NOTE: I’ve purposely kept this blog very hush-hush. Heck, I just told my mom last week that I have a blog, but I didn’t share the URL. I just don’t want to feel restricted or edited in what I say or how I say it. BUT there are a handful of people in my real life with whom I HAVE shared this URL (and I know a few of you have shared it with mutual friends, too. That’s okay.) This post is written for you. And for those of you I haven’t had the pleasure of meeting IRL (yet), please see my requests at the end of this post – many of us have been on the widow/solo parenting journey together for a while, and I’d love to hear from you too.

Hey, friend. What’s up? From Facebook and Instagram, looks like you had a great holiday. Yay! I’m still on break – classes don’t start until the 26th. Woo-hoo, the life of a college instructor!

Seriously, most of you have been on this journey with me from the time of Mike’s death. This blog has been my way of keeping you in the loop with how I’m doing, what I’m feeling, what’s going on with me. And hell, you know me pretty darned well. And you know that if you call me, no matter what’s going on, I’ll probably say, “I’m great. Kids are good. Mom’s good. How are YOU?” I’ll immediately deflect to talk back to YOU because I really hate talking about myself.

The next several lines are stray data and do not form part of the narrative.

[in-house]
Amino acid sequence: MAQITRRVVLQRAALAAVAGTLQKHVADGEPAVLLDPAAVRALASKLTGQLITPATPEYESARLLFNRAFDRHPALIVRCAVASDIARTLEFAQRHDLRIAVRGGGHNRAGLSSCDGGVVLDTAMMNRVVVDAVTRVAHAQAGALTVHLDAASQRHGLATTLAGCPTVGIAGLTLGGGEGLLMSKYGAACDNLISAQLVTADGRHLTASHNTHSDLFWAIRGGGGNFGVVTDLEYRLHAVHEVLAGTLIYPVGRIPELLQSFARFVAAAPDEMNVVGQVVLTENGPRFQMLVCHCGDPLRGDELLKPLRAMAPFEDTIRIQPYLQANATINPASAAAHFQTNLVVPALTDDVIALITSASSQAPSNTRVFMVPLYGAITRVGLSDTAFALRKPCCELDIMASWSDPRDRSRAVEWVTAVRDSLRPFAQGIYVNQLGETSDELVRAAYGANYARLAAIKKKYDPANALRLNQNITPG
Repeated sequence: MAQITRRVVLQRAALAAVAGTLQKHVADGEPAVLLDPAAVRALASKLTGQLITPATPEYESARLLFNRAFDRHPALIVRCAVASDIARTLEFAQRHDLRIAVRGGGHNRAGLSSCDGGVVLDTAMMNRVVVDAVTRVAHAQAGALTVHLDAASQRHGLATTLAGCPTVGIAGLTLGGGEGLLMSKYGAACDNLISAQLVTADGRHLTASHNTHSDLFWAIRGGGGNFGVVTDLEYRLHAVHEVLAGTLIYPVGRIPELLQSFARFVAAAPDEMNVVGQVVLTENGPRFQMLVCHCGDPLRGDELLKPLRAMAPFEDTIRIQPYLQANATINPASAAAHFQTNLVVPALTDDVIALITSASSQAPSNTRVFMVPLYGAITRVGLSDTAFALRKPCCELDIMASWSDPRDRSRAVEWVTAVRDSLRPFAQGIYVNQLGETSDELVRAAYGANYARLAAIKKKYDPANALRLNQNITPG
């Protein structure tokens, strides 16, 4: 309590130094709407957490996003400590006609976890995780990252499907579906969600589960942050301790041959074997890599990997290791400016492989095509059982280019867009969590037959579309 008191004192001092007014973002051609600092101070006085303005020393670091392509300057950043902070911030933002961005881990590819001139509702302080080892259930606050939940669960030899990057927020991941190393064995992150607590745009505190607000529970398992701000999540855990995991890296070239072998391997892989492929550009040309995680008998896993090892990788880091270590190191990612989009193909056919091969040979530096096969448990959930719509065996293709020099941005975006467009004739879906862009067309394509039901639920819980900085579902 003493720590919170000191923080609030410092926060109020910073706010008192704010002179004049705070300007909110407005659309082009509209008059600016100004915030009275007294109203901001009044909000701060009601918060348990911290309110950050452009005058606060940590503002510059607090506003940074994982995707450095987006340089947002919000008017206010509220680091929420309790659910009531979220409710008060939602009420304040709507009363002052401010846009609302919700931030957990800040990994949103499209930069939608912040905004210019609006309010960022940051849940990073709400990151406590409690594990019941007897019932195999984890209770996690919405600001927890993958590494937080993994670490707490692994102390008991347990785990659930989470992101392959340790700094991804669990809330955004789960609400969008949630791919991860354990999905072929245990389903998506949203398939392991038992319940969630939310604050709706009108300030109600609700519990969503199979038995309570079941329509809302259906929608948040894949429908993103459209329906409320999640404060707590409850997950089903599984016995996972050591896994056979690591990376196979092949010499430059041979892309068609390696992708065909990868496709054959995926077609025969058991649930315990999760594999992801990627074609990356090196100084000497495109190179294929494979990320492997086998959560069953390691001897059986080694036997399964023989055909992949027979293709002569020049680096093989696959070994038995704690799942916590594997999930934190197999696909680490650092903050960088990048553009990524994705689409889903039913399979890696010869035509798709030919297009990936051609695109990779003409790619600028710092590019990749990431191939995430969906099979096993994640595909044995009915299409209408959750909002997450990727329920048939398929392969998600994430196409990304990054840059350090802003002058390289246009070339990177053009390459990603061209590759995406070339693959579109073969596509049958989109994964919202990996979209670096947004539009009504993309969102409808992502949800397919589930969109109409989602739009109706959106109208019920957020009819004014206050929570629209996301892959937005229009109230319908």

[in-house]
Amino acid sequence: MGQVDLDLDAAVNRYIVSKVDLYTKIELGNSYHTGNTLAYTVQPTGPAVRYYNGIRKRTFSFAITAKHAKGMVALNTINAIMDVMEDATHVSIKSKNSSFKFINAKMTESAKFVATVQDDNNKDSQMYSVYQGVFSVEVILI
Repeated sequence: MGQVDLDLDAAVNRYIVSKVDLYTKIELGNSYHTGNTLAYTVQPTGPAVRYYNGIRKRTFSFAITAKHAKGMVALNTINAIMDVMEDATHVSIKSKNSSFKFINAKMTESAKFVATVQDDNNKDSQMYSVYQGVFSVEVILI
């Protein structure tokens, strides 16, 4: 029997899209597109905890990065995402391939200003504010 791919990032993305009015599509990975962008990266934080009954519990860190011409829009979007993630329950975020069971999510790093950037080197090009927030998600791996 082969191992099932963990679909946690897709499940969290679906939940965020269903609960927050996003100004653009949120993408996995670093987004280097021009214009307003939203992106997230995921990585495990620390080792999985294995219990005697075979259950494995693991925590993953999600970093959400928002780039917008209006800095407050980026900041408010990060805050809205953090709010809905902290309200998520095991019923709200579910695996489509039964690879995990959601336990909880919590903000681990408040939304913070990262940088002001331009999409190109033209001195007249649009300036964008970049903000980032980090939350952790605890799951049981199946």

But I’ll write it. This blog is like opening my brain and letting you all in. It’s real. Sometimes raw. But always authentic.

You’re probably up-to-date on what’s going on with my boob. Yeah, I know you’ve been reading because you’ve called or texted or emailed or messaged me (or, ahem, perhaps you’ve messaged someone else to get the skinny?? I’m on to you, you-know-who. OK, I don’t know specifically WHO you are, but I have my suspicions.).

You have NO idea how much it means to hear from you. I’ve read every message and text and listened to voicemails over and over. Thank you for caring so much. I love you. You’re kindness makes me cry. Happy tears. Tears of love.

And I suck as a friend because I haven’t responded to your outreach. You took the time to reach out. You want to talk, and I’ve been silent. Sorry, not sorry. It’s still hard to talk about this (completely unplanned) journey. I don’t know what to say in words that come out of my mouth. Words that come off my fingertips, sure, but it’s hard to SAY the words out loud right now.

Look, you know me. You know that I don’t want you to feel sorry for me or for you to feel bad for me or to hear “you’ve been through so much already.” It is what it is, you know? Cancer’s here, and now I have to deal with it. Sucks? Yes. But there’s only one thing to do: win.

I’ve thought a lot about this, and there are some positives:

  1. I get new boobs. Yep, 40+ years of these puppies and gravity is winning. But not for long. Whether I decide to go for a conserving surgery or just have it completely removed, I’ll have new breasts. Insurance pays for them to look symmetrical, so the left one won’t be left out – it’ll get a lift (at minimum).